Jul-Mar

Imports (f.o.b)

12015

11241

10301

9613

9602

7230

7681

Exports (f.o.b)

8311

8096

8434

7528

8190

5770

6572

Balance of Trade
(Adverse)

-3704

-3145

-1867

-2085

-1412

-1460

-1109

Payments

-5349

-5499

-4972

-4027

-4295

-3243

-3559

Receipts

2100

1840

1708

1409

1501

1119

1120

Services (Net)

-3249

-3659

-3264

-2618

-2794

-2124

-2439

Private Unrequired Transfers (Net)

2378

2958

3210

2274

3063

2441

2876

Current Account
Balance (Adverse)

-4575

-3846

-1921

-2429

-1143

-1143

-672

% change from

-84%

16%

50%

-26%

53%

-

41%

previous year

Adv.

Fav.

Fav.

Adv.

Fav.

-

Fav.

Source: Economic Survey 2000-01, Table 8.2, Page 89 of Statistical Appendix

Despite structural imbalances, Pakistan's economy managed to reduce current account balance to $ 1143 million in 1999-00 recording a favourable reduction by 53% as compared to $ 2429 million of preceding year 1998-99. As regards nine months of current financial year 2000-01 (Jul-Mar) is concerned, a favourable trend of 41% improvement in the current account balance has been arrived at as shown above.

FOREIGN DEBTS: Pakistan's accumulated medium & long term external debt is estimated at $ 26889 million by the end of current fiscal year 2000-01 represents against the GDP at Market price equivalent to US$ 60,915 million for the year which shows that the foreign debt constitutes 44.3% of the GDP. The debt service payments of $ 1632 million estimated during the year 2000-01 which is 2.7% of GDP. The actual payments of debt services amounting to $ 1512 million was made for the previous year 1999-00.

EDUCATION: The literacy rate at present is estimated at 49.0 %. Total budget for education sector is Rs. 72.237 billion (2000-01) which is 2.06 % of GDP. There are 199703 educational institutions having enrolment of 26.125 million students with 666976 teachers at an average of 40 students.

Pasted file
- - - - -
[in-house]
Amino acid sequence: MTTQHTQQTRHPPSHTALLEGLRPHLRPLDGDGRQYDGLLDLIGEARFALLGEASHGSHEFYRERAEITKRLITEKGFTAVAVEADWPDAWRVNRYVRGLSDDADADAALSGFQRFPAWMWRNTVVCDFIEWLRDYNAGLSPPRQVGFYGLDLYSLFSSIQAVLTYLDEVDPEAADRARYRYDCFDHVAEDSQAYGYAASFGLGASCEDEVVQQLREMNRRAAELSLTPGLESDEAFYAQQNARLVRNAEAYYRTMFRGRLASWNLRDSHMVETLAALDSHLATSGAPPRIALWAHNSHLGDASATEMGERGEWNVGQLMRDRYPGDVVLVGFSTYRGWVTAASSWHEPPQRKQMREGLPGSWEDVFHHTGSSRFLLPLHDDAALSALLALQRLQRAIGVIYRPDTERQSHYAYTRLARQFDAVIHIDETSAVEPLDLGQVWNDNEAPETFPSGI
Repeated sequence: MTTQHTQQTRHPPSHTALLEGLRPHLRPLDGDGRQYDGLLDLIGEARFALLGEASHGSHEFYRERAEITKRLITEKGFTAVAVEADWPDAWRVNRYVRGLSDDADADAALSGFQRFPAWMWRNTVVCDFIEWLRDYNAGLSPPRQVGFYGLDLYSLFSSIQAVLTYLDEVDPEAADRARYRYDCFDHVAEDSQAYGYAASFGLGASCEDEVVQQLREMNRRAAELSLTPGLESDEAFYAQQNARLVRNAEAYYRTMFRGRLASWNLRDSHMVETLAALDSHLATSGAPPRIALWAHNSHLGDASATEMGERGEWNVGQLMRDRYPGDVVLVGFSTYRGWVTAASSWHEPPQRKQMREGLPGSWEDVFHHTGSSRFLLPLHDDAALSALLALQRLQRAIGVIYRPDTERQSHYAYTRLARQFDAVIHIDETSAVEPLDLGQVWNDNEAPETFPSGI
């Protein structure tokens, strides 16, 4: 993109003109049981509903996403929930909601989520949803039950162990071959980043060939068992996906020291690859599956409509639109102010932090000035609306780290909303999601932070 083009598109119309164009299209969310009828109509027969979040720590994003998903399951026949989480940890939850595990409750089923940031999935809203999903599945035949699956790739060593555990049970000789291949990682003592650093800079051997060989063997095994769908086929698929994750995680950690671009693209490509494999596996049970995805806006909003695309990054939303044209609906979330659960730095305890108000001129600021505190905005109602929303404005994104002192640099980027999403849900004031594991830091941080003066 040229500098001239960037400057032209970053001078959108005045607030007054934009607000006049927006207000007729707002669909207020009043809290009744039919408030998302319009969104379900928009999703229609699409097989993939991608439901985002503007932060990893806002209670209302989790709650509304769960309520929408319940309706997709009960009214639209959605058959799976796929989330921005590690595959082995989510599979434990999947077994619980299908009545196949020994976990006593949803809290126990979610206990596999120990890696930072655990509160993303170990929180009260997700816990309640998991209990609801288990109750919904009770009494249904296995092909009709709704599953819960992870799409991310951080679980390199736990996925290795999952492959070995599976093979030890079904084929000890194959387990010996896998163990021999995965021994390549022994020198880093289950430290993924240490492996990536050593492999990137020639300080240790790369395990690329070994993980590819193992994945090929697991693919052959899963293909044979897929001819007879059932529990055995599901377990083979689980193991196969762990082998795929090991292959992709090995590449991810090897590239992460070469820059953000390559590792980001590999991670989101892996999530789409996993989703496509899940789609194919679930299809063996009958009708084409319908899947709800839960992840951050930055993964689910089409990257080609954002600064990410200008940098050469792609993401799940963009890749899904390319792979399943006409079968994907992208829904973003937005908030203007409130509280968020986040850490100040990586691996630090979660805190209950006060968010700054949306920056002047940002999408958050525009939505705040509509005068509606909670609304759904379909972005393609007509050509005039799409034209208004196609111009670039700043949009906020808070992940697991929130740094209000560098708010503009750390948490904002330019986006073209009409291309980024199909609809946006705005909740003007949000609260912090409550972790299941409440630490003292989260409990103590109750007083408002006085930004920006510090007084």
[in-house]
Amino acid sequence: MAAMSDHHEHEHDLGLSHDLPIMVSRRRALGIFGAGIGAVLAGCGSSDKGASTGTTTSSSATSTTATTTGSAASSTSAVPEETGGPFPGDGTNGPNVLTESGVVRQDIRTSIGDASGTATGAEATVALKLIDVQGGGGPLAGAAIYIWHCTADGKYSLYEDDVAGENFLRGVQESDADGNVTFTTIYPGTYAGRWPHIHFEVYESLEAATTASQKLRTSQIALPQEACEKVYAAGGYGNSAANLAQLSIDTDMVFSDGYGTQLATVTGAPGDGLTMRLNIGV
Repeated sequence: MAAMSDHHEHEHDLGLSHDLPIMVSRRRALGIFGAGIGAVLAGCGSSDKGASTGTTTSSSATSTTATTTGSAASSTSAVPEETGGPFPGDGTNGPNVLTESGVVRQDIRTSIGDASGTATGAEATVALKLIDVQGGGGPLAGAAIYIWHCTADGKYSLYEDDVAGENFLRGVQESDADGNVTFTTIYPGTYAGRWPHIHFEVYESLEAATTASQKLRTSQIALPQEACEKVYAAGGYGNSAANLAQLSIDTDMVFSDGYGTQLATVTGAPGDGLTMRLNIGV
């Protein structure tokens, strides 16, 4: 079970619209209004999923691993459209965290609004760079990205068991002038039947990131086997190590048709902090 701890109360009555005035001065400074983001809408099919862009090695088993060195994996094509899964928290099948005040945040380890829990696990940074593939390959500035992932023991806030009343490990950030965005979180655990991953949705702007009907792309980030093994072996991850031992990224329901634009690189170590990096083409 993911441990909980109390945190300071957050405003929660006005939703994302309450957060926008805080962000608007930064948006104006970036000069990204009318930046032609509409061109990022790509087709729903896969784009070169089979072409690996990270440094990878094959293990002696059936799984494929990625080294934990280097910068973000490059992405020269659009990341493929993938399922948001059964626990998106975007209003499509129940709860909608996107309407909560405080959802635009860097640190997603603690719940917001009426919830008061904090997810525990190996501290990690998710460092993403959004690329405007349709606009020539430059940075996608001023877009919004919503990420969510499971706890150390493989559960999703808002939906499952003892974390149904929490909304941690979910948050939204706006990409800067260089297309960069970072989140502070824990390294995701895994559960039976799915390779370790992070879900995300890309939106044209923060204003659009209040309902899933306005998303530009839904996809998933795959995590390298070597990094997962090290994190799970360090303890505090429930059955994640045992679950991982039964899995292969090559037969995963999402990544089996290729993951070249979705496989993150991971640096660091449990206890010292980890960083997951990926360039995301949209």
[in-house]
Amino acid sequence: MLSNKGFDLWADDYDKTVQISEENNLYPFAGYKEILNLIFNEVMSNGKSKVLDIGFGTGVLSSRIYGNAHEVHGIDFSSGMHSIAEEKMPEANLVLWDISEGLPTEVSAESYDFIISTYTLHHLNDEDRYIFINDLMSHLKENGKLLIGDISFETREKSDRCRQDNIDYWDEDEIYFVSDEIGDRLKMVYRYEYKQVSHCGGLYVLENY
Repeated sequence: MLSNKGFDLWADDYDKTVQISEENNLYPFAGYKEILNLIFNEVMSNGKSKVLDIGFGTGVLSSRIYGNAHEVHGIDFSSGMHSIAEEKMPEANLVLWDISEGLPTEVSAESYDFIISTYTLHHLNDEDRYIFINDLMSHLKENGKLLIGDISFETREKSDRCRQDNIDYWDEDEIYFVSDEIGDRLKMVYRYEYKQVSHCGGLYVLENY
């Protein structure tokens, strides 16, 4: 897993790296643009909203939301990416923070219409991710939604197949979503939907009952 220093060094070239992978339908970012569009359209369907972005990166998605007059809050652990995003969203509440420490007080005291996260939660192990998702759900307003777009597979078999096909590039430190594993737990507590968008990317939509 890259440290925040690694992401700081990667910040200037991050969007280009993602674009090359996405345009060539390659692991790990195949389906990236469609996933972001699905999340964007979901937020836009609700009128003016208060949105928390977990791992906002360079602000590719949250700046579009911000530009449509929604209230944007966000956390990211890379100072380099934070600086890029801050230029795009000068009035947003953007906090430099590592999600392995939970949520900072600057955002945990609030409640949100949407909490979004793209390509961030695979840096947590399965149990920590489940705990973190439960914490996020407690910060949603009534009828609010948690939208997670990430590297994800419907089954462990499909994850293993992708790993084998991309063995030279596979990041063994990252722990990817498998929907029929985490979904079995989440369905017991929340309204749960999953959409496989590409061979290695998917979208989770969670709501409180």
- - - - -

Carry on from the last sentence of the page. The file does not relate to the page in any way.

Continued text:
HEALTH AND NUTRITION: The total outlay on health sector for 2000-01 is Rs. 24.3 billion which is 0.7% of GDP. In a population of 139.080 million, there are 161,768 medical and paramedical personnel. Each of them has a coverage of about 860 persons.

POPULATION, LABOUR FORCE AND EMPLOYMENT: Pakistan's total population is 139.080 million for 2000-01. The total labour force comes to 41.2 million, out of which 2.4 million people are unemployed resulting an unemployed rate of 5.9%.

CONCLUSION: The above analysis leads to the conclusion that Gross Fixed Capital Formation (GFCF) showing a declining trend by 11 % likely to travel towards dangerous conditions of stagnation. Inflation below 5 % may be due to tight monetary policy helped by an efficient movement of commodities throughout the country. Pakistan's average exports of five years are double that of Bangladesh. Bangladesh has adverse balance of trade in terms of percentage is around three times higher than Pakistan's. Despite structural imbalances, Pakistan's economy managed to reduce adverse current account balance by 53 %. However use of foreign assistance and loans could be utilized wisely, judiciously and without the element of corruption.

The author has written this comprehensive article for the students of Economics of Commerce Colleges, Universities and IBA in order to assist them quickly appreciate the modalities involved in computation of various components of Macro Economics.